The war shows it is crucial to enable African countries to import from each other “rather than relying on Europe,” Sanni says in Lagos. Countries need to “pump up production capacity where they have comparative advantage.”
Research by the United Nations Development Programme (UNDP) in May says that the impact of the war could push Africa into “serious debt distress” and increase inequality as higher food and fuel prices hit the poorest households hardest. Priority actions include reducing Africa’s dependency on food and fuel imports and using AfCFTA as a platform to raise productivity and investment, the UNDP says.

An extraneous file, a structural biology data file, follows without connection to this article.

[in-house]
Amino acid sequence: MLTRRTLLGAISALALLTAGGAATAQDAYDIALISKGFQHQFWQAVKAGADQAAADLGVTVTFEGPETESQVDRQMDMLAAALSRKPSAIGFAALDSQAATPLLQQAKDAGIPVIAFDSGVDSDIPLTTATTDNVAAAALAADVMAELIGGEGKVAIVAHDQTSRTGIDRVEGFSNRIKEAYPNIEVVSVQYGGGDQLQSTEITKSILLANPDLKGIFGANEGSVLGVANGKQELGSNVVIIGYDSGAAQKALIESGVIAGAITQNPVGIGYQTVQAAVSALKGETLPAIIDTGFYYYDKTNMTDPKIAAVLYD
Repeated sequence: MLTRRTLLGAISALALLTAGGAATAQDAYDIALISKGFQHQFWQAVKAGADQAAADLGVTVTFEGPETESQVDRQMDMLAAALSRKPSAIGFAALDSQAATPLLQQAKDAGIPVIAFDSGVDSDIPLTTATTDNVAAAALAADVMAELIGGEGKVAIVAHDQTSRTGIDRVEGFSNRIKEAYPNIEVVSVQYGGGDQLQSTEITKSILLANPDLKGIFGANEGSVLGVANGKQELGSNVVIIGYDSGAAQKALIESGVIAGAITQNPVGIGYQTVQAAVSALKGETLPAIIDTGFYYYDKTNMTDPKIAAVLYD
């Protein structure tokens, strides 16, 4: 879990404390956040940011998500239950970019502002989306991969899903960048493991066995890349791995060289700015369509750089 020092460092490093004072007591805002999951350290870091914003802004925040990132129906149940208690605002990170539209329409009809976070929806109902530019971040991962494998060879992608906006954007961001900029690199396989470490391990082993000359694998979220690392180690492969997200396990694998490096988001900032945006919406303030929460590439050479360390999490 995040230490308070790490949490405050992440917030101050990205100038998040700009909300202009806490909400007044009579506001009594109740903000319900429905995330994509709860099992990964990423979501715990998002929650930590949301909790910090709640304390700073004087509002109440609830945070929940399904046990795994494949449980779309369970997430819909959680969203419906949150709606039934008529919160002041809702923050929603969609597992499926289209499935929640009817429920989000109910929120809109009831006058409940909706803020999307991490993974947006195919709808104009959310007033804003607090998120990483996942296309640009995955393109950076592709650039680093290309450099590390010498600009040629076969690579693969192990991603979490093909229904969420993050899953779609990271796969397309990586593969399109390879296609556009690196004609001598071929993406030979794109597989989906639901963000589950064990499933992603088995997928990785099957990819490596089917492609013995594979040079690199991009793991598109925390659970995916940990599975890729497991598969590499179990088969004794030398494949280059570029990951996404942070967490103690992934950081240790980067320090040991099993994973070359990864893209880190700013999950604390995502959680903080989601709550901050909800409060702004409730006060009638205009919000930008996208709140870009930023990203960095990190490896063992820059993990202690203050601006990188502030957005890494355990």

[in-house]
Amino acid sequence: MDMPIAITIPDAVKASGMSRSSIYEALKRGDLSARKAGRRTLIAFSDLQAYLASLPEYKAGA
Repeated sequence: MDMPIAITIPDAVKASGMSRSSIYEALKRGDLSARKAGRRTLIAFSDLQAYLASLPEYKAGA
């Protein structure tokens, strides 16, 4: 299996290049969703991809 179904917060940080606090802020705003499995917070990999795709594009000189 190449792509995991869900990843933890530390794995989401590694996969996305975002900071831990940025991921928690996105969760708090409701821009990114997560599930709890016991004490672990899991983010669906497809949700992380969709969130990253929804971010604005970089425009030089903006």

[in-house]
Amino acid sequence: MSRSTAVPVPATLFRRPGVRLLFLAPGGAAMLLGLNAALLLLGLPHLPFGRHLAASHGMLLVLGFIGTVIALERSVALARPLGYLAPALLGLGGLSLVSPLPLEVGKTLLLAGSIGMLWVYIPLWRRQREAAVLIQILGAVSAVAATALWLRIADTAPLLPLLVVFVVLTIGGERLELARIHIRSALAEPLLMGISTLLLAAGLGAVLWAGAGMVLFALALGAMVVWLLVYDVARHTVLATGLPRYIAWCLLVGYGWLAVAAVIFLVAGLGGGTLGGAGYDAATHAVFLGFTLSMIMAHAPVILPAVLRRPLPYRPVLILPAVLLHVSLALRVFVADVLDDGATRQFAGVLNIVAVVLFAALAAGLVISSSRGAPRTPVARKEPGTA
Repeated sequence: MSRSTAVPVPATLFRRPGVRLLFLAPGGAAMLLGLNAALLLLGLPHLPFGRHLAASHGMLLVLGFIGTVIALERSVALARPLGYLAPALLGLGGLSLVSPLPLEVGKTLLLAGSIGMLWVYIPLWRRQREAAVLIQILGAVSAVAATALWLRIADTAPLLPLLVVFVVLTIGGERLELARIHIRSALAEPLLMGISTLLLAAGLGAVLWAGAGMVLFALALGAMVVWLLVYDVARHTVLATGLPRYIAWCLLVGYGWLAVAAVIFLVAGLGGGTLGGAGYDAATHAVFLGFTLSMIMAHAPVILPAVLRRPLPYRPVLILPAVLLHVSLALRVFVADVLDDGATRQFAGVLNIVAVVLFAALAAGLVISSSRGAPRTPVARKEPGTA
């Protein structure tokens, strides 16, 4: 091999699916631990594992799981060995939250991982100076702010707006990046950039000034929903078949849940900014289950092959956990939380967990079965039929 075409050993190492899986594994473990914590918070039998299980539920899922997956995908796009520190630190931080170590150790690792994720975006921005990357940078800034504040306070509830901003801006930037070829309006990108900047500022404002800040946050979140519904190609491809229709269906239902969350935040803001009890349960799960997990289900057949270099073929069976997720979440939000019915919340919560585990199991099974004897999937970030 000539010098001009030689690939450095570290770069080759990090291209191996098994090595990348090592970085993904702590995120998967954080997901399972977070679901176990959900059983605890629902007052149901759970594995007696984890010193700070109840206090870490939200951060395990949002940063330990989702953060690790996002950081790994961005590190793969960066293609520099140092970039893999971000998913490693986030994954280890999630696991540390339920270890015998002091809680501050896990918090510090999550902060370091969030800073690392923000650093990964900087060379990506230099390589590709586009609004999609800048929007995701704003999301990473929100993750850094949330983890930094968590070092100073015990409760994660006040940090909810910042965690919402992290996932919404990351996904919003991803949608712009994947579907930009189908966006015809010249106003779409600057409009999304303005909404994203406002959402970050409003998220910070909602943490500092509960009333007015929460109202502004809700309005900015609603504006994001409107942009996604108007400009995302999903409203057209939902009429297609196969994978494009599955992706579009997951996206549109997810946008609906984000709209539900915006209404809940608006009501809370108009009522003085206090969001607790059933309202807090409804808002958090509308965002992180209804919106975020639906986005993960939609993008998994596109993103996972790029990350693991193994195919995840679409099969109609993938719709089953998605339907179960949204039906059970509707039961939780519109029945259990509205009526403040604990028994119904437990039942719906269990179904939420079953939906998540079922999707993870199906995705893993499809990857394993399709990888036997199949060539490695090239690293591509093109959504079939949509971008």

The Russian conflict has shown the extent to which Africa is integrated in the global economy, Sanni argues. He notes a “dramatic increase in the need for financing” among African corporates and governments as currencies have been devalued and inflation has climbed.
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